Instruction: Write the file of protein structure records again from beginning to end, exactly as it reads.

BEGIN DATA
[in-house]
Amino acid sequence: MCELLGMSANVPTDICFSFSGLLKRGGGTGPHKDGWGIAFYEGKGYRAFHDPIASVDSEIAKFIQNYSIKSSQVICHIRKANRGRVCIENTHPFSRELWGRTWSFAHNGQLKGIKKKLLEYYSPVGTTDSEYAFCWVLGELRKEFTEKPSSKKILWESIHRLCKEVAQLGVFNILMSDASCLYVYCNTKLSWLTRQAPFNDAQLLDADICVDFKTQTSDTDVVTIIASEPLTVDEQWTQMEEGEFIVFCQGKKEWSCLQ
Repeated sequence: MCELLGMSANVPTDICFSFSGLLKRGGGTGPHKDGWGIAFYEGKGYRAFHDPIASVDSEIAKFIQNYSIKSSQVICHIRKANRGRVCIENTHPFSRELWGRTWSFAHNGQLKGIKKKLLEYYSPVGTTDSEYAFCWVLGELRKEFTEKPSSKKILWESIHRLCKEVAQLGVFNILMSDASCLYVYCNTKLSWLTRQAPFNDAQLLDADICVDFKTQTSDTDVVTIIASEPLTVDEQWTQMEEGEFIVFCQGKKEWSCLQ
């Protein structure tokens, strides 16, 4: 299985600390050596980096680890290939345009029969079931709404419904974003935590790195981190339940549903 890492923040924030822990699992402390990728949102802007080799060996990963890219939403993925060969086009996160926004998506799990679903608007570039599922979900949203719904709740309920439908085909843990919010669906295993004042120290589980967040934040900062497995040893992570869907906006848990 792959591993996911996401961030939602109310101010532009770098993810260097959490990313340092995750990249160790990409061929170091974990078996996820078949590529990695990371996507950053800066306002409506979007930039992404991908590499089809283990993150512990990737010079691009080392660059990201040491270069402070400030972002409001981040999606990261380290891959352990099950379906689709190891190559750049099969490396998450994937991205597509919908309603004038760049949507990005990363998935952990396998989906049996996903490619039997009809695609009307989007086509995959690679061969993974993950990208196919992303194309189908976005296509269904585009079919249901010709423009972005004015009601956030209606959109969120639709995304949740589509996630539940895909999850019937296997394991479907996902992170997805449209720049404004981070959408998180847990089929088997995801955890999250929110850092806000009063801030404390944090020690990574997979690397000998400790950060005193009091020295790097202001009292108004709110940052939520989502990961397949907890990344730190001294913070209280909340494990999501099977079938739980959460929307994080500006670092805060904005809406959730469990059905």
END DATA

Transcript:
[in-house]
Amino acid sequence: MCELLGMSANVPTDICFSFSGLLKRGGGTGPHKDGWGIAFYEGKGYRAFHDPIASVDSEIAKFIQNYSIKSSQVICHIRKANRGRVCIENTHPFSRELWGRTWSFAHNGQLKGIKKKLLEYYSPVGTTDSEYAFCWVLGELRKEFTEKPSSKKILWESIHRLCKEVAQLGVFNILMSDASCLYVYCNTKLSWLTRQAPFNDAQLLDADICVDFKTQTSDTDVVTIIASEPLTVDEQWTQMEEGEFIVFCQGKKEWSCLQ
Repeated sequence: MCELLGMSANVPTDICFSFSGLLKRGGGTGPHKDGWGIAFYEGKGYRAFHDPIASVDSEIAKFIQNYSIKSSQVICHIRKANRGRVCIENTHPFSRELWGRTWSFAHNGQLKGIKKKLLEYYSPVGTTDSEYAFCWVLGELRKEFTEKPSSKKILWESIHRLCKEVAQLGVFNILMSDASCLYVYCNTKLSWLTRQAPFNDAQLLDADICVDFKTQTSDTDVVTIIASEPLTVDEQWTQMEEGEFIVFCQGKKEWSCLQ
């Protein structure tokens, strides 16, 4: 299985600390050596980096680890290939345009029969079931709404419904974003935590790195981190339940549903 890492923040924030822990699992402390990728949102802007080799060996990963890219939403993925060969086009996160926004998506799990679903608007570039599922979900949203719904709740309920439908085909843990919010669906295993004042120290589980967040934040900062497995040893992570869907906006848990 792959591993996911996401961030939602109310101010532009770098993810260097959490990313340092995750990249160790990409061929170091974990078996996820078949590529990695990371996507950053800066306002409506979007930039992404991908590499089809283990993150512990990737010079691009080392660059990201040491270069402070400030972002409001981040999606990261380290891959352990099950379906689709190891190559750049099969490396998450994937991205597509919908309603004038760049949507990005990363998935952990396998989906049996996903490619039997009809695609009307989007086509995959690679061969993974993950990208196919992303194309189908976005296509269904585009079919249901010709423009972005004015009601956030209606959109969120639709995304949740589509996630539940895909999850019937296997394991479907996902992170997805449209720049404004981070959408998180847990089929088997995801955890999250929110850092806000009063801030404390944090020690990574997979690397000998400790950060005193009091020295790097202001009292108004709110940052939520989502990961397949907890990344730190001294913070209280909340494990999501099977079938739980959460929307994080500006670092805060904005809406959730469990059905």